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Murders and Acquisitions: Representations of the Serial Killer in Popular Culture

Social science


by
Alzena MacDonald (Editor)

Book Details

Format: EPUB

Page count: 272 pages

File size: 1.9 MB

Protection: DRM

Language: English

The ‘serial killer’ has become increasingly prevalent in popular culture since the term was coined by Robert Ressler at the FBI in the mid-1970s. Murders and Acquisitions explores the social and political implications of this cultural figure. The collection argues that the often blood-chilling representations of the serial killer and serial killing offered in TV series, films, novels and fan productions function to address contemporary concerns and preoccupations. Focusing on well-known popular culture texts, such as The Wire, Kiss the Girls, Monster, the Saw series, American Psycho, The Strangers, CSI and Dexter, this eclectic anthology engages with a broad spectrum of cultural theory and performs critical textual analysis to examine the sophisticated ways the serial killer is deployed to mediate and/or work through cultural anxieties and fears.

The ‘serial killer’ has become increasingly prevalent in popular culture since the term was coined by Robert Ressler at the FBI in the mid-1970s. Murders and Acquisitions explores the social and political implications of this cultural figure. The collection argues that the often blood-chilling representations of the serial killer and serial killing offered in TV series, films, novels and fan productions function to address contemporary concerns and preoccupations.… (more)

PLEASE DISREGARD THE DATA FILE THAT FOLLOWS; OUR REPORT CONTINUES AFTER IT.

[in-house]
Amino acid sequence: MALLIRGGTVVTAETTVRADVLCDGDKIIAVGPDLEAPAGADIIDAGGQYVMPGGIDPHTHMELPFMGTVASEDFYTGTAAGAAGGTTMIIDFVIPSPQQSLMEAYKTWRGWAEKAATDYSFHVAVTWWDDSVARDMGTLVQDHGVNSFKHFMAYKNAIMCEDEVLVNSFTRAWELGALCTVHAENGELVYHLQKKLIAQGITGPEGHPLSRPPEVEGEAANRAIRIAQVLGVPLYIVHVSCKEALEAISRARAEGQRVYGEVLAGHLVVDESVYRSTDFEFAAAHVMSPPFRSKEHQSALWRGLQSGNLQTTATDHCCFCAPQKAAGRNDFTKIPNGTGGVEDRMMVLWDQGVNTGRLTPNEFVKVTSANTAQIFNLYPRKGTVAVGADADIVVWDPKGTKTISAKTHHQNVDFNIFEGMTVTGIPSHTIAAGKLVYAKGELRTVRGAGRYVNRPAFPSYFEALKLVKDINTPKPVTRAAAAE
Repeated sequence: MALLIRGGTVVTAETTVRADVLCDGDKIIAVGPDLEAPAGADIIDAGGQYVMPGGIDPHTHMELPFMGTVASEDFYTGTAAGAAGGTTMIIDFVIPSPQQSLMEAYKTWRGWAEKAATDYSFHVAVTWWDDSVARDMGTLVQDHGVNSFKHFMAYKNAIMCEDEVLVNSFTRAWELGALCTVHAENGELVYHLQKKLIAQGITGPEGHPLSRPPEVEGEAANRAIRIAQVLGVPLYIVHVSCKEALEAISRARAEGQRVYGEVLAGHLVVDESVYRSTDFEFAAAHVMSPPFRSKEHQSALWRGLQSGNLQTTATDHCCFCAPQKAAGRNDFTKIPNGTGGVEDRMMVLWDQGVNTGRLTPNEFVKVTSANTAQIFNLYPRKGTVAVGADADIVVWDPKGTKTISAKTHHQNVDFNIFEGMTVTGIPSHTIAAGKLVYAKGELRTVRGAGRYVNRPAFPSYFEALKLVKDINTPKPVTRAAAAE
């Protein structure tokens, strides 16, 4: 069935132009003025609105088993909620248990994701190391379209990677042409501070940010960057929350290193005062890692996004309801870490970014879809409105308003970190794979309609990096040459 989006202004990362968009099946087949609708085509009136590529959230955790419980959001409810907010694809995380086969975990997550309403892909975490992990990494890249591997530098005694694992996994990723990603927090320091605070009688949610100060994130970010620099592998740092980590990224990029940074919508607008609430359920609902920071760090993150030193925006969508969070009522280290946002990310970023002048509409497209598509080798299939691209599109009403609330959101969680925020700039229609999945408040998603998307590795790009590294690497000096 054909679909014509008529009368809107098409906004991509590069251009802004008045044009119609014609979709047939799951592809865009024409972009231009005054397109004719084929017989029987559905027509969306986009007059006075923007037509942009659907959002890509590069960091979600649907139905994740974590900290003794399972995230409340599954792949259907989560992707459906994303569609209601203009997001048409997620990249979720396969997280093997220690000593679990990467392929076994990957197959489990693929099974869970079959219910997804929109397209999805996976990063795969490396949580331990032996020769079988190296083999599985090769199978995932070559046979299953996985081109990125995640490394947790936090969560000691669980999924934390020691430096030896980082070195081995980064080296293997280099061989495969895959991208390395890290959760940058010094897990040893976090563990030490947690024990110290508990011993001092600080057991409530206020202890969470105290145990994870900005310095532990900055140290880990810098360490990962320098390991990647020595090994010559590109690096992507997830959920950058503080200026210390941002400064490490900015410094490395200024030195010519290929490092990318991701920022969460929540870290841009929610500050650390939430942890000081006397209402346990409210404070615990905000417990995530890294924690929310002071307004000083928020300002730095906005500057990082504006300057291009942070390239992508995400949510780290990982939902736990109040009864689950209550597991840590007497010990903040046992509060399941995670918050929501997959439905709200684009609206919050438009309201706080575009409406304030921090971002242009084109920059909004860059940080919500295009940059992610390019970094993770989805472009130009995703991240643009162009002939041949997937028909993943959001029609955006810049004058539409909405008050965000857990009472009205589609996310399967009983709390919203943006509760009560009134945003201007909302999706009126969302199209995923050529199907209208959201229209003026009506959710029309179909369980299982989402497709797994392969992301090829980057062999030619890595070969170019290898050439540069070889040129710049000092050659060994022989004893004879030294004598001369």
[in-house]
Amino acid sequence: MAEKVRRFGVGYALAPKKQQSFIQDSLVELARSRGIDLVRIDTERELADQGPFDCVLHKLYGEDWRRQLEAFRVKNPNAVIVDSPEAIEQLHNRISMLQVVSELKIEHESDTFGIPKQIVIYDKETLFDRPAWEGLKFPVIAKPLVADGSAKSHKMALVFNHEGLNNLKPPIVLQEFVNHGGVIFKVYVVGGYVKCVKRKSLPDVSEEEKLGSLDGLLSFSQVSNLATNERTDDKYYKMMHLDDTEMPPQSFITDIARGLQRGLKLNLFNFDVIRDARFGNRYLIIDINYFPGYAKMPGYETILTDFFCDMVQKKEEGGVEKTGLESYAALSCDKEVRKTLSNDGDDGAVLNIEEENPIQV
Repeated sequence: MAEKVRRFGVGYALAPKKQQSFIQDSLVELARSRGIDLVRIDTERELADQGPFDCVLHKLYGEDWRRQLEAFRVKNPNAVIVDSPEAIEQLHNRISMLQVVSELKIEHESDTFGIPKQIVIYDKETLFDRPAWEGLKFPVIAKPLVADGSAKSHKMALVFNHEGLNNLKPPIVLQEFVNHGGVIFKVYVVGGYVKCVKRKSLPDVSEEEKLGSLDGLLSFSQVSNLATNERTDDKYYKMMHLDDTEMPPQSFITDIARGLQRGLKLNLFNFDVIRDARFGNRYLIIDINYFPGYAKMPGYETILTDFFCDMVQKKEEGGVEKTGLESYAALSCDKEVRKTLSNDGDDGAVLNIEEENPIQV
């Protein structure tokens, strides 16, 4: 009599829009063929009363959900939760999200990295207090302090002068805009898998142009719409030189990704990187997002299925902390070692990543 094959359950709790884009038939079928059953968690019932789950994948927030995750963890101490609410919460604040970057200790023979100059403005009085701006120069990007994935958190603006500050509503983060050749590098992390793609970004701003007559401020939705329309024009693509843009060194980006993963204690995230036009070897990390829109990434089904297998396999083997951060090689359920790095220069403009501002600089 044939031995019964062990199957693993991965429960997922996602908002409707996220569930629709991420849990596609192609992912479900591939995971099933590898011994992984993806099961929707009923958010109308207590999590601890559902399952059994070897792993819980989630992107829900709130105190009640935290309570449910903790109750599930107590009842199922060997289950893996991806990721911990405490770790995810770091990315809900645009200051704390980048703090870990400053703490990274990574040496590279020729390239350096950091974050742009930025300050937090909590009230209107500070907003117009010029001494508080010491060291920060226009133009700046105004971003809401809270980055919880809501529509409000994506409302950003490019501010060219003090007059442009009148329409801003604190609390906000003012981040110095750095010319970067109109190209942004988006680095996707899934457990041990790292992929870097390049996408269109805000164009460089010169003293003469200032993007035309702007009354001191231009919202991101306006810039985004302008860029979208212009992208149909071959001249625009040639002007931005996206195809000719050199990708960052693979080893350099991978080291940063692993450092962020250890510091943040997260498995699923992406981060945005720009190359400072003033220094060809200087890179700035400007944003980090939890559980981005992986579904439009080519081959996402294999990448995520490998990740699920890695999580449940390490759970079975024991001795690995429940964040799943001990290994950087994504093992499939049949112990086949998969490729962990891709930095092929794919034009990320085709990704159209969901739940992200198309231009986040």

The ‘serial killer’ has become increasingly prevalent in popular culture since the term was coined by Robert Ressler at the FBI in the mid-1970s. Murders and Acquisitions explores the social and political implications of this cultural figure. The collection argues that the often blood-chilling representations of the serial killer and serial killing offered in TV series, films, novels and fan productions function to address contemporary concerns and preoccupations. Focusing on well-known popular culture texts, such as The Wire, Kiss the Girls, Monster, the Saw series, American Psycho, The Strangers, CSI and Dexter, this eclectic anthology engages with a broad spectrum of cultural theory and performs critical textual analysis to examine the sophisticated ways the serial killer is deployed to mediate and/or work through cultural anxieties and fears.

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